When I use funnels for things like pouring orange juice into a small bottle or separating egg yolks from egg whites, I know that no matter how much water I run through it, there still will be some stickiness left behind. I like to wet and lather up a pipe cleaner and run it through the little tube in different directions to scrub off all the stickiness.

Mae82
Post 8

Chenille pipe cleaners are a great thing to keep around the house even if you aren't really a crafty person. I have found they are great for binding cords together, which can help make your home look a lot neater.

I have also found they can be used for curtain tie-backs, as a tool to hook things stuck behind the couch and in a pinch they work as giant twist ties for large bags.

My mom always had a bunch of chenille pipe cleaners in her box of miscellaneous goods. It never ceased to amaze me what she would pull out of her box and what she could fix.

wavy58
Post 7

I remember back in Vacation Bible School, one of our crafts involved making cookies on a stick. This stick was wrapped with pipe cleaners.

The instructor made sugar cookie dough, and we used different flower cookie cutters to shape it. We also had several colors of icing and sprinkles to choose from, and everyone got to decorate three cookies.

The sticks we used had already been wrapped with the green pipe cleaners for the flower stalk effect. A section of unwrapped stick about an inch tall remained so that we could insert it into the cookie. The decoration somehow made ordinary sugar cookies delicious.

cloudel
Post 6

If you want to provide a stake for your tall flowers, but you do not want the stake to show, green pipe cleaners can help it blend into the surroundings. I like to use them for all my tilting flowers.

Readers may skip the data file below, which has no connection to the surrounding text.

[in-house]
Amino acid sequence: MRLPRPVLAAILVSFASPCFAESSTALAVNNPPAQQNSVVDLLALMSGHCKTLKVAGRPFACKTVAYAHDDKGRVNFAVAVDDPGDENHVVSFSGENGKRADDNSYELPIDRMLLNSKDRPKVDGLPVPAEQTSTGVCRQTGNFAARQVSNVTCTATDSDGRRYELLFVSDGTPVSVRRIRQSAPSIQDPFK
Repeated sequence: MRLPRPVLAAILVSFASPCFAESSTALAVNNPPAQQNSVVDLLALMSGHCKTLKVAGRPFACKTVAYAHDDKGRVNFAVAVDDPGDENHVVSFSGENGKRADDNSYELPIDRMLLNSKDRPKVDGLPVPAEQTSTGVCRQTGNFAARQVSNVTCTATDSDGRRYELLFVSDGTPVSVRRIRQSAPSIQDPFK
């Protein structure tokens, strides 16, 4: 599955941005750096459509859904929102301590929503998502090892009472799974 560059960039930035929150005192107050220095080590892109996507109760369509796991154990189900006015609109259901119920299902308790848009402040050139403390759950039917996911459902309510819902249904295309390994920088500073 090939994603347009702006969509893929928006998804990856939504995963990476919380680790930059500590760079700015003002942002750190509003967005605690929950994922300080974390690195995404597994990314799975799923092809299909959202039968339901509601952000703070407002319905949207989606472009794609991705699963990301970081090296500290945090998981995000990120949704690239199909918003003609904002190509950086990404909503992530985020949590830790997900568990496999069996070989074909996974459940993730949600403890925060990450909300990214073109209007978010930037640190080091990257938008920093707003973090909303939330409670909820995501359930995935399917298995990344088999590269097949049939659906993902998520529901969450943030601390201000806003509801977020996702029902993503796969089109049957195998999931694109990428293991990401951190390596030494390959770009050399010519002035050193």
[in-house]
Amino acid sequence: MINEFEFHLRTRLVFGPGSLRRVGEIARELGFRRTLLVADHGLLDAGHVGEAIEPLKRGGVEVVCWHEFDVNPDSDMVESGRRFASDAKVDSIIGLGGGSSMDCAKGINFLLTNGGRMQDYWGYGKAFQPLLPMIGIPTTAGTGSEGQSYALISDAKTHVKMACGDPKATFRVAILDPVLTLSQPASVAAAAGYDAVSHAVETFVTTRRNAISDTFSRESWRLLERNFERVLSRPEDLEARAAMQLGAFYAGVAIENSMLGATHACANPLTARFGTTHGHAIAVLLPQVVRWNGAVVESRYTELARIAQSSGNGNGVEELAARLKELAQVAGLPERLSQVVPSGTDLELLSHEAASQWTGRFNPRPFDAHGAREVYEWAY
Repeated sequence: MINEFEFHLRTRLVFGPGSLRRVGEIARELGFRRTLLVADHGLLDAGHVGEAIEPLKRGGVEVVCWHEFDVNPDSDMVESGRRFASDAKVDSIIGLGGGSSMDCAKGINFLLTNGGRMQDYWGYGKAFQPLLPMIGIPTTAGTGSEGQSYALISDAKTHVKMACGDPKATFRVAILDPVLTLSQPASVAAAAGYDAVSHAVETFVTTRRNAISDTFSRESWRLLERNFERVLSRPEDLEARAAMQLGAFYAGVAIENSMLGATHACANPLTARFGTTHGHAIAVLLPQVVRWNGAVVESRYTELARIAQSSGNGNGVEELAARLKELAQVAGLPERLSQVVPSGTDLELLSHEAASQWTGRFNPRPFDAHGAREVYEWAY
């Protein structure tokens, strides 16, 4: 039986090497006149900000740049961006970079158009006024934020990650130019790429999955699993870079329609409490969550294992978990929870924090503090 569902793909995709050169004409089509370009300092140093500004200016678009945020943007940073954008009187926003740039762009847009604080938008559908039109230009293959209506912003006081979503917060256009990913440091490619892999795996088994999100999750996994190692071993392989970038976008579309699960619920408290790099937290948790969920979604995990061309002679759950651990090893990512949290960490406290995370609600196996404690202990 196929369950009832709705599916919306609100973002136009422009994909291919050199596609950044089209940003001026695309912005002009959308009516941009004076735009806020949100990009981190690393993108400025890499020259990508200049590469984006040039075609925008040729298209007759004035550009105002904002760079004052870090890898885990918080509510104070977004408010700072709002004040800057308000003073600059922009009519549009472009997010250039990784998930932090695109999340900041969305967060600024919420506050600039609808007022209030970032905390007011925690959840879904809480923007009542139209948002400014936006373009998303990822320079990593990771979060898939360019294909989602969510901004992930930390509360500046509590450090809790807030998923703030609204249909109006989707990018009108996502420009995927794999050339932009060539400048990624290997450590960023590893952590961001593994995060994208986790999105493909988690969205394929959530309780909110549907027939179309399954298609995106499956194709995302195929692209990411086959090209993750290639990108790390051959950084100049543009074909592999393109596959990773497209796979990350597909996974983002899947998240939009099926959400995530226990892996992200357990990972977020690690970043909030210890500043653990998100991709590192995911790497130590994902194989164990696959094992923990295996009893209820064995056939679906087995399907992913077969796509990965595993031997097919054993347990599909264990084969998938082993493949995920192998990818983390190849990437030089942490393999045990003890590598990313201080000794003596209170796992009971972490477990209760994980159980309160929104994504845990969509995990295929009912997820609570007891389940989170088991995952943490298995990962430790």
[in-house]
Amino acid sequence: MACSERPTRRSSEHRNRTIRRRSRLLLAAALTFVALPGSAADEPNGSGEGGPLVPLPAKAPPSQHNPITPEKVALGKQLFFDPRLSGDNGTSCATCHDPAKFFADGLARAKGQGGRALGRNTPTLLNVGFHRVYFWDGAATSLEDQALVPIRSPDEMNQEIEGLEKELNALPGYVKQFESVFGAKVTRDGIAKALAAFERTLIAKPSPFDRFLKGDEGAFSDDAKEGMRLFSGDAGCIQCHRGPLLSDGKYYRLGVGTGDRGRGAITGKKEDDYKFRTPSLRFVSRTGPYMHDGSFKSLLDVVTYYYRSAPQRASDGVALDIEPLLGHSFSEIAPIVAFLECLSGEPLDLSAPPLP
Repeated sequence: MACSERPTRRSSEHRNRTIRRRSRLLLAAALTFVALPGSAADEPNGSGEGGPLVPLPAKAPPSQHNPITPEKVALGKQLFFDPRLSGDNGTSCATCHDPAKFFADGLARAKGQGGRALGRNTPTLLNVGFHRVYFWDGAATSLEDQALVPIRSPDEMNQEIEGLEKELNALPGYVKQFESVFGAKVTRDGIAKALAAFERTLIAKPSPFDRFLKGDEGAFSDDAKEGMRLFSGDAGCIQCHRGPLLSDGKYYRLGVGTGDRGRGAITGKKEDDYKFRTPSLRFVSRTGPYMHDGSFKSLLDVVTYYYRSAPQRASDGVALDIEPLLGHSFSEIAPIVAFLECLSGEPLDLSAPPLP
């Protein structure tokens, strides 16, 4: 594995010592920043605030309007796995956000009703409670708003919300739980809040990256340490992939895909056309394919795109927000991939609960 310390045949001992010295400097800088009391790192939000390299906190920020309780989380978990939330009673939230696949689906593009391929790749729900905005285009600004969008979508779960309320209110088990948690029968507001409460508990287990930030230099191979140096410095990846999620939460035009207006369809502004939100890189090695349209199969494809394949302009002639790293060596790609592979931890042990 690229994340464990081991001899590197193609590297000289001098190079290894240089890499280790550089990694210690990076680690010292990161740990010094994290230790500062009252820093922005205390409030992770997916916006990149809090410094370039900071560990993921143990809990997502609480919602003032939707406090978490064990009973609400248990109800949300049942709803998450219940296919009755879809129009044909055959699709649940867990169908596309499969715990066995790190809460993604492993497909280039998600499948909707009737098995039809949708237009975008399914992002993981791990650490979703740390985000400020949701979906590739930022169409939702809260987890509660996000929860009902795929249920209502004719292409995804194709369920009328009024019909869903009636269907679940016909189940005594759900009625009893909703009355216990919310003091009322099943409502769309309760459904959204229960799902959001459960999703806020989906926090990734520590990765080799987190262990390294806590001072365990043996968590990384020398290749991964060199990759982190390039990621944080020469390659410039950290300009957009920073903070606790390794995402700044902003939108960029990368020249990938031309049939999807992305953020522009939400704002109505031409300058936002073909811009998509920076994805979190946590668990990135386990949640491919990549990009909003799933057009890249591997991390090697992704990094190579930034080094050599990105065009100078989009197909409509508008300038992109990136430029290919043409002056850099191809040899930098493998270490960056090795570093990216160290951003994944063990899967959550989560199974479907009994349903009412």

I try to have several shades of green pipe cleaners on hand to match the different hues of stalks. It takes quite a few to cover a tall stake. I just wrap them around in a spiral fashion until the wood is completely covered.

They work so well that my neighbor's child asked me why the back of my flowers were growing fur. It really did look like the stalk had sprouted moss.

kylee07drg
Post 5

Pipe cleaners can be used to clean just about any object. I like to use them to clean vases, jars, and other containers with narrow necks.

I like to save soda bottles for later use as water bottles, but I want to be able to scrub out the stickiness. I fill a bottle with soapy water, attach a few pipe cleaners together, loop them under to form a soft bottom, and insert them into the bottles to rub them clean.

This works great for narrow-necked vases, too. If I forget to change the water out in my flower vases often, it gets slimy and smelly. Pipe cleaners let me scrub them out before adding any new flowers.

JessicaLynn
Post 4

@starrynight - Pipe cleaner crafts are definitely super fun when you're a kid. I also really enjoyed making things out of Popsicle sticks. My mom is a very thrifty lady so she would rinse and save all of our Popsicle sticks for us to use in craft projects!

starrynight
Post 3

I remember using pipe cleaners for all kinds of art projects when I was a kid! You can bend them into shapes, glue them onto stuff...the possibilities are endless! My favorite project was making little pipe cleaner people and then using them to act out plays I had written.

It wasn't until I was well into adulthood I realized pipe cleaners could be used for something other than craft projects!

anon72988
Post 2

No they are not.

Chantou
Post 1

Are chenille pipecleaners eco-friendly?